Oct. 25, 2012 -- Asking a chemistry professor about soap can lead down a slippery slope. When W. Stephen McNeil's daughter was three years old, her repetitive "why?" led to an exposition involving molecular bonds and the origins of the word “hydrophobic.”
McNeil, an associate chemistry professor at the University of British Columbia, published the exchange with his daughter for the Science Creative Quarterly several years ago, but still finds himself explaining soap to non-experts.
"Most soaps are essentially surfactants," he said, "long molecules that have one end which interacts strongly with water -- hydrophilic -- and a chain that won’t interact with water -- hydrophobic."
These basic properties have given modern society everything from detergents to backyard bubble machines -- the work of proprietary research done in large corporate labs. But some academic researchers have used these molecules for a range of other cool sudsy tech, says McNeil, that you may never have heard about.
BIG PIC: Soapman, the Mummy Made of Soap
Not long after McNeil's fruitful discussion with his daughter, a group of chemists and physicists at Texas Tech University found a new use for soap bubbles. Led by professors Sandy Dasgupta and Walter Borst, the scientists essentially created molecule-sniffing soap.
A soap film is a thin layer of water caught between two layers of surfactant molecules, hydrophilic end pointing in and hydrophobic pointing out, McNeil explained. The group at Texas Tech explored ways to use soap bubbles to separate, detect and analyze other molecules.
In one experiment (abstract) they took a bubble with a water layer that contained hydrogen peroxide and measured its ability to conduct electricity. They exposed the bubble to sulfur dioxide, a gas that can be toxic at high concentrations and generate acid rain if it gets into the atmosphere. There was a detectable change in the conductivity.
McNeil marveled at the results. "You can detect less than one part per million of sulfur dioxide with a bubble!"
The New Year brought the news that British chemists had successfully created the world's first magnetic soap.
"The chemistry behind this one is very clever," McNeil said. In regular soap molecules, the hydrophilic and hydrophobic parts are what enable microscopic bubbles called "micelles" to form. These bubbles trap dirt and oil inside but stay soluble in water so the grime can be washed away, McNeil explained.
University of Bristol professor Julian Eastoe and his colleagues developed a special compound that formed micelles just like regular soap, except they contained iron that could be manipulated by a magnetic field. When a magnet was placed inside a beaker of this soap solution, the liquid clung to it. That discovery sparked new hope among environmentalists that the soap could be used to truly clean up intensely polluted areas.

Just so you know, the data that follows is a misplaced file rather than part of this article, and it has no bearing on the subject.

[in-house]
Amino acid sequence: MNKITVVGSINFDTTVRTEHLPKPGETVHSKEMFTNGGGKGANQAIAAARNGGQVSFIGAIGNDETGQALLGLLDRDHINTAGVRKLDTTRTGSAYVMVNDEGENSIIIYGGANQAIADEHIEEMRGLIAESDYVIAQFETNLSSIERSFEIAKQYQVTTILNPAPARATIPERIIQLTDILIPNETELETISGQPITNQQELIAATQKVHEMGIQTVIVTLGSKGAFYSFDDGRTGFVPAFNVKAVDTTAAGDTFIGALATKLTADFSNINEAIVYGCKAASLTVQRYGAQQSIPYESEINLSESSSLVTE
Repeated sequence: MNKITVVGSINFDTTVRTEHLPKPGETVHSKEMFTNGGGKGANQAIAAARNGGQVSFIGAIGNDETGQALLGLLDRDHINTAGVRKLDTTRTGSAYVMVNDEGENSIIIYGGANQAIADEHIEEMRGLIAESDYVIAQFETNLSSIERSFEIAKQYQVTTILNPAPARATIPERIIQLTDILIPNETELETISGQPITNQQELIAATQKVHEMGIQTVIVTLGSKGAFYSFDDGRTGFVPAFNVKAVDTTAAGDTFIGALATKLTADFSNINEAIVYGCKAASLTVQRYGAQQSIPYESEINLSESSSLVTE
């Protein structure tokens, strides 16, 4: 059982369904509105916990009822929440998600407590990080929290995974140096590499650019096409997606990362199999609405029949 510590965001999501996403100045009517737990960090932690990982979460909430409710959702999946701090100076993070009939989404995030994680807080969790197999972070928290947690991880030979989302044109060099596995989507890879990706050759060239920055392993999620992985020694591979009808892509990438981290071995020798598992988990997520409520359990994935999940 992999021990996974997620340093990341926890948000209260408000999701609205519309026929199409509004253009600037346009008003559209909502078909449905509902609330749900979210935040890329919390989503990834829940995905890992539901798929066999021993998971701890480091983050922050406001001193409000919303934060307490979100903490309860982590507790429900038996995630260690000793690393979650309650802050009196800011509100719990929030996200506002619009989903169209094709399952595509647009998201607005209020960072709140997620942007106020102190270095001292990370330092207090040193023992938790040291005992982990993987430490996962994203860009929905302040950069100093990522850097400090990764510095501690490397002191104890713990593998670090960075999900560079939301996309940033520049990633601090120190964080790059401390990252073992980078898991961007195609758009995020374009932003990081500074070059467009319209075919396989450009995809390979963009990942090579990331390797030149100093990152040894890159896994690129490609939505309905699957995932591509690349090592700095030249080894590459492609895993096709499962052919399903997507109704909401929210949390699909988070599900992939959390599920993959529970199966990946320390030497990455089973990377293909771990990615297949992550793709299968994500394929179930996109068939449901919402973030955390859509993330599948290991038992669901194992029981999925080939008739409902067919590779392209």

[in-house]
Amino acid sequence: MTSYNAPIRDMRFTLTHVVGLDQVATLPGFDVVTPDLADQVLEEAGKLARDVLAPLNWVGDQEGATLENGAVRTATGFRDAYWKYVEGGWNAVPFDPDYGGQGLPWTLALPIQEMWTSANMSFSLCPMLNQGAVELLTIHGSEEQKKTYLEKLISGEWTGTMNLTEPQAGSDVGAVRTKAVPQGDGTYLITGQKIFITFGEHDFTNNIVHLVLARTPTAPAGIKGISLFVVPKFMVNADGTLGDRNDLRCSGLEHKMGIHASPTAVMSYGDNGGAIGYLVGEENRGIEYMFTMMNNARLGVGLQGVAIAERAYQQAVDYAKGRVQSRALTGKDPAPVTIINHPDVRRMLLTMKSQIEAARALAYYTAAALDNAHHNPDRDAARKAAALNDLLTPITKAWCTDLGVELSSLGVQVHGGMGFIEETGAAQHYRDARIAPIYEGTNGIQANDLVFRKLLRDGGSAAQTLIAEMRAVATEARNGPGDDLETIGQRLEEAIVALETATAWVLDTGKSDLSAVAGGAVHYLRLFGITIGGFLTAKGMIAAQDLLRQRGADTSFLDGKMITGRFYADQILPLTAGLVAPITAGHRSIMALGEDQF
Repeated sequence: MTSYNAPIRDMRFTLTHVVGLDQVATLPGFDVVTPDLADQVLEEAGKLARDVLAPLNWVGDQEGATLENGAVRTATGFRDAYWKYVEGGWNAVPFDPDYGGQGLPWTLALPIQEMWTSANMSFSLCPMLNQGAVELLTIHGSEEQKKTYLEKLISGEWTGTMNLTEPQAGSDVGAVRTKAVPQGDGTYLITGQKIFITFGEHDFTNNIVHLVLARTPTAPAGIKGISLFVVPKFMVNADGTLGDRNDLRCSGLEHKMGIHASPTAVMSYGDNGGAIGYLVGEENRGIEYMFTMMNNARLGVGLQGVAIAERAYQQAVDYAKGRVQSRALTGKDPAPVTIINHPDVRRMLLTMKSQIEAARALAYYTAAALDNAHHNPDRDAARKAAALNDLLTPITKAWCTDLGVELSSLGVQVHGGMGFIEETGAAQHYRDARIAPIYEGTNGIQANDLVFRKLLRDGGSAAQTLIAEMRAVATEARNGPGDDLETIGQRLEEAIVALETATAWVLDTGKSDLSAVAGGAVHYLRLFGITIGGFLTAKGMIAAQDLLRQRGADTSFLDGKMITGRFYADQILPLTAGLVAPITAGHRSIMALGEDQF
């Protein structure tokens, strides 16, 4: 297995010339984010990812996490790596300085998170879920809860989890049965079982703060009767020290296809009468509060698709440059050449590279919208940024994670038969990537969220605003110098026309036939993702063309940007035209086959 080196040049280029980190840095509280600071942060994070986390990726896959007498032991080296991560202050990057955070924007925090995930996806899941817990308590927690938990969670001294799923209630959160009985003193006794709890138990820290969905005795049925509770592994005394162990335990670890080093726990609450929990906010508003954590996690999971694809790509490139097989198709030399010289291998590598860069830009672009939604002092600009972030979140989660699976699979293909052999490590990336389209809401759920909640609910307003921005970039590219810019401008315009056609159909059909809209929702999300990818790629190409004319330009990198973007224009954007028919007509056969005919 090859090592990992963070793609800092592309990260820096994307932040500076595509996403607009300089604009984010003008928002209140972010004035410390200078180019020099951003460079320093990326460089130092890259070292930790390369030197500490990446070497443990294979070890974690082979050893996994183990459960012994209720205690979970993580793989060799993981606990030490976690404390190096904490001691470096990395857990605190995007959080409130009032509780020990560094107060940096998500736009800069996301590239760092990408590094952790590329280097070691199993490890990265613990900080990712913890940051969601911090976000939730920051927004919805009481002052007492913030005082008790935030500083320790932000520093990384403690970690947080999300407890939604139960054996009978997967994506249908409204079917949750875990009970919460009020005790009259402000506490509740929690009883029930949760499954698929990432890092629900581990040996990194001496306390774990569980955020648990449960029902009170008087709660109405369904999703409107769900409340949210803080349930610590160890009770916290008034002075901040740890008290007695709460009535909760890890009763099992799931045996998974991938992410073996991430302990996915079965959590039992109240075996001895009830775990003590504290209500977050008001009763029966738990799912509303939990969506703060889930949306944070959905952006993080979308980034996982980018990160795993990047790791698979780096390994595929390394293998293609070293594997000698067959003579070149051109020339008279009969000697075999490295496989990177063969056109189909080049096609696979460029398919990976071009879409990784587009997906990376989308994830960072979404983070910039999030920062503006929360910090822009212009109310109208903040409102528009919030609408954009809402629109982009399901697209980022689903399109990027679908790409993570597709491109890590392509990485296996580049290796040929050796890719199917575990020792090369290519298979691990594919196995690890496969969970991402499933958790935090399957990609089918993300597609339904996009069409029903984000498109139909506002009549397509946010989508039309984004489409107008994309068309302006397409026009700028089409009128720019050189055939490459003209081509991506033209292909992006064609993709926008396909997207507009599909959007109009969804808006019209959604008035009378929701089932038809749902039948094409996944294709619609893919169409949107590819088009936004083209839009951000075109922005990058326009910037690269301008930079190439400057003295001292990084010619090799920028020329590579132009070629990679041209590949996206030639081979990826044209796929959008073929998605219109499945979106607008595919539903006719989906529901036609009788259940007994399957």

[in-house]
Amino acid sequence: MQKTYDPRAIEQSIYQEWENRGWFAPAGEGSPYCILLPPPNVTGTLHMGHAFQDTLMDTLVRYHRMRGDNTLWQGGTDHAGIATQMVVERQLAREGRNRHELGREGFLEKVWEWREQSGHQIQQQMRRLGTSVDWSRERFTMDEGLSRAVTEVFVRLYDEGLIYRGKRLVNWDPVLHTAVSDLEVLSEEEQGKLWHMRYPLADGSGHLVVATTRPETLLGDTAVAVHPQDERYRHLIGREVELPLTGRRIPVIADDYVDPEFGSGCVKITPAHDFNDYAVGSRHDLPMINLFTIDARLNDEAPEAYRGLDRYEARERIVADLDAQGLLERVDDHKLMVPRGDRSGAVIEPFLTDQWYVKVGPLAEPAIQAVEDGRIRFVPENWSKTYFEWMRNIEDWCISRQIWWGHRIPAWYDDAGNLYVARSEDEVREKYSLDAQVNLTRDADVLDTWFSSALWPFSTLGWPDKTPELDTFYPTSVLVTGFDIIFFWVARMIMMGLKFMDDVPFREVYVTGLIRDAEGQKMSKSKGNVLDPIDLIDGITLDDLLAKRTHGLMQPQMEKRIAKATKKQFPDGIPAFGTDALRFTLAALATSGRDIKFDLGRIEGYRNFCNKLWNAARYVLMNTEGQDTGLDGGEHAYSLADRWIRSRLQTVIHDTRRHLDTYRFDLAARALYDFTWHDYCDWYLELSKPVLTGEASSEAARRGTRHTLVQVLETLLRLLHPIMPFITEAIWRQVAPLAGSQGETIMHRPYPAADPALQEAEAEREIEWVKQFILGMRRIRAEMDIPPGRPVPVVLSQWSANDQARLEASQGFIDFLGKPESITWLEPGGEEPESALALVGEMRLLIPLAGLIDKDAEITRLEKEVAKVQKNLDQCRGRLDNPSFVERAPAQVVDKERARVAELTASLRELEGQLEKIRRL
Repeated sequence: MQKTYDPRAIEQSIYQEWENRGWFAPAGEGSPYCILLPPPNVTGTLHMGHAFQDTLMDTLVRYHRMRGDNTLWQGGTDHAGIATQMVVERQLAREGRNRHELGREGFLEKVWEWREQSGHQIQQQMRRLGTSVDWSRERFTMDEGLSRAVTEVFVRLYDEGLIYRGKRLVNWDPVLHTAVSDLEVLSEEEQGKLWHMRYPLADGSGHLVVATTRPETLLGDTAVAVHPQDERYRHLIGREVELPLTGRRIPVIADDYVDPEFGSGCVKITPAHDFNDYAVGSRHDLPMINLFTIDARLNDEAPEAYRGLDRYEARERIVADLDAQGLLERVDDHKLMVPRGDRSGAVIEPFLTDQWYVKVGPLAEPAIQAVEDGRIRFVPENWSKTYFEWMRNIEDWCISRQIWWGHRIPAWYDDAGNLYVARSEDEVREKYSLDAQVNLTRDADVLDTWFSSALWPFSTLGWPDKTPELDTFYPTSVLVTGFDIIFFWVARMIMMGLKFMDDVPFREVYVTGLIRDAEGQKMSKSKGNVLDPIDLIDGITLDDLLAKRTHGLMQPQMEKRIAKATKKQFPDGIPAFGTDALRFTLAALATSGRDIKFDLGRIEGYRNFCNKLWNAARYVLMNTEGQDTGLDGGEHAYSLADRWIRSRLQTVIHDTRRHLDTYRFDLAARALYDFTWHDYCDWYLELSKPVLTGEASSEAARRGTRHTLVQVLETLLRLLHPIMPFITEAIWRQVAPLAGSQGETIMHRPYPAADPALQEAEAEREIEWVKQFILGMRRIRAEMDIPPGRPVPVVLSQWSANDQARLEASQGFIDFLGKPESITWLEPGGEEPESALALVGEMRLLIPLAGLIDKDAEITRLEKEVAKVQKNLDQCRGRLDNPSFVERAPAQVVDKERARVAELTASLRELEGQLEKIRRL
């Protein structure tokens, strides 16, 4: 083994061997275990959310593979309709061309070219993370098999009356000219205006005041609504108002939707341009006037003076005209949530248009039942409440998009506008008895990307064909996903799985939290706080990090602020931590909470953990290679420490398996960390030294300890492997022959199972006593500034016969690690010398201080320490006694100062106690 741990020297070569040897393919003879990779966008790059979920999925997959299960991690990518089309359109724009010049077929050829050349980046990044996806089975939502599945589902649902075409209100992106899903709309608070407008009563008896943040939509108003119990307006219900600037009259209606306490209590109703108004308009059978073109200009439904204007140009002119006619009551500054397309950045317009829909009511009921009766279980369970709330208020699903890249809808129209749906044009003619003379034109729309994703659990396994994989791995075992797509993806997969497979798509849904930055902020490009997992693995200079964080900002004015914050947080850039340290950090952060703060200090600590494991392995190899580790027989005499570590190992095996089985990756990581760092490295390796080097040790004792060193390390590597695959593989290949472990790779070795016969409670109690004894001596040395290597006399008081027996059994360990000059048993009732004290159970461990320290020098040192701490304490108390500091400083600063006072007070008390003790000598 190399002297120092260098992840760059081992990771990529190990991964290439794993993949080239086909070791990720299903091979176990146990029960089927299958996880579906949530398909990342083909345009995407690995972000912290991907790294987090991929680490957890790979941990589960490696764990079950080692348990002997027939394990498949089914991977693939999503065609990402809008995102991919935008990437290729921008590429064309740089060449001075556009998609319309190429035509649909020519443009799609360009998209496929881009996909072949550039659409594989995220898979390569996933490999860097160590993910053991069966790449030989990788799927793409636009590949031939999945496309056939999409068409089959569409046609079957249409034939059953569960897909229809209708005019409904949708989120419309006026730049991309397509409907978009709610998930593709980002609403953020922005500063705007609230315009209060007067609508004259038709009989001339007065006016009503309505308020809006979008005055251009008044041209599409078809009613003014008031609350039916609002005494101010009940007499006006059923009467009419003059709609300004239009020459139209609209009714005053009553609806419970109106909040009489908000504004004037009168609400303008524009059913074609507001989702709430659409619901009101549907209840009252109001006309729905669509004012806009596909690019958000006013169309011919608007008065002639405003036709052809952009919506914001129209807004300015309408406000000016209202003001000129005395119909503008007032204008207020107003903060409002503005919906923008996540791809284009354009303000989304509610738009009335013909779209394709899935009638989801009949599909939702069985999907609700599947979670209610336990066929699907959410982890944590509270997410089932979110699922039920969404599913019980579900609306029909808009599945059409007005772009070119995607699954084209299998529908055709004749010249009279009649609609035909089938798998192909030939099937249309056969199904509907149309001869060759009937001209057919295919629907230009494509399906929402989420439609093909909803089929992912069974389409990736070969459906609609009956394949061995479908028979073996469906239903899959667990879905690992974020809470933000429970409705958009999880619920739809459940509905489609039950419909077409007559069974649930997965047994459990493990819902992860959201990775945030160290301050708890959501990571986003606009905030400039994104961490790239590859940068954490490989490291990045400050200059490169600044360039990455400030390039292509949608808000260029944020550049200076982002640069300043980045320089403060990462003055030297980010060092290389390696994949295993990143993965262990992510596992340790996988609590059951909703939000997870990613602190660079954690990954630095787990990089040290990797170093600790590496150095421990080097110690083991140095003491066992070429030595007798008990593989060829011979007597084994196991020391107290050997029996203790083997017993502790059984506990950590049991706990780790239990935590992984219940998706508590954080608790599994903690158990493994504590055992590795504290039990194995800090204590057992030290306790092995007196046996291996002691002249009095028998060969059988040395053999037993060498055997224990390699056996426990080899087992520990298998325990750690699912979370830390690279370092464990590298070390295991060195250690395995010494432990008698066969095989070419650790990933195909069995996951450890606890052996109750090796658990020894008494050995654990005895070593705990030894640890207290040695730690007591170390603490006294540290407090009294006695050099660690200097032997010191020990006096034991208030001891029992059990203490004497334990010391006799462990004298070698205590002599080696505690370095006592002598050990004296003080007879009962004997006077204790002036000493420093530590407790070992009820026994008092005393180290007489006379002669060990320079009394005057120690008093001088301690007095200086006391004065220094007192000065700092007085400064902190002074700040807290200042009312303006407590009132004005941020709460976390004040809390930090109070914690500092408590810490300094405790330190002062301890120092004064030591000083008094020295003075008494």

Black Light Bubbles
Ravers got a trippy treat when Tekno Black Light Bubbles began floating around. These fluorescent bubbles come in blue and gold colors, cost about $4 per bottle and glow under a black light.
Certain molecules absorb ultraviolet light energy and re-emit lower-energy light in a visible range, McNeil explained. We can’t see the light being shone on the substance, but we can see light being emitted back so it appears to glow in the dark. The blue and gold colors come from compounds that re-emit UV light energy at different wavelengths.
All the bubble-makers had to do was dissolve a fluorescent compound into the soap solution. "[It's] straight-forward from a chemical standpoint," McNeil said. "But it's pretty cool looking."
Unfortunately, as Nic Halverson pointed out on Discovery News, these black light bubbles will leave glowing stains wherever they burst under the black light. To be fair, so do a bunch of other things at a show.
Soap Film 'Lens'
Soap film can be an unlikely tool, especially when soapy water is being shot at it. Physicists from the University of Nice-Sophia Antipolis and the French National Center for Scientific Research found that out earlier this year when they shot an extremely narrow soap-water jet at a large soap film surface.
What happened gets into some very complex fluid dynamics (abstract). The microjet and soap film interacted in different ways depending on the jet's angle. A narrow angle caused the jet to get absorbed into the soap film. However, past a certain wide angle, the jet could pass through the film without breaking it.
McNeil compared the microjet's behavior with the soap film to light passing through the surface of a lens. "The analogy is that you can use a soap film 'lens' to direct and focus a fluid spray," he said. This slick finding could have implications for more effective printing including 3-D printing and plastics manufacturing.
When an international research team debuted their Colloidal Display this year, the membrane screen made with soap was called the world’s thinnest.
"The word 'colloidal' simply means that there's some solid material suspended in the soap solution that isn’t completely dissolved, but the particles are so small you can’t see them," McNeil said. Researchers Yoichi Ochiai at the University of Tokyo, Alexis Oyama from Carnegie Mellon University, and Keisuke Toyoshima at the University of Tsukuba collaborated to create the display from a mixture that included soap and special colloids. The resulting film allows a finger to poke through without popping it.
A clear circular frame is dipped into the soap mixture to produce the display, and then images are projected onto it. The researchers used a mathematical model and ultrasonic waves to control the film and make it highly reflective, McNeil explained. The Colloidal Display, currently patent-pending, can produce 3-D images and make a projected image of Earth look like it's floating in space.
ANALYSIS: Dish Soap Helps Slide Bridge into Place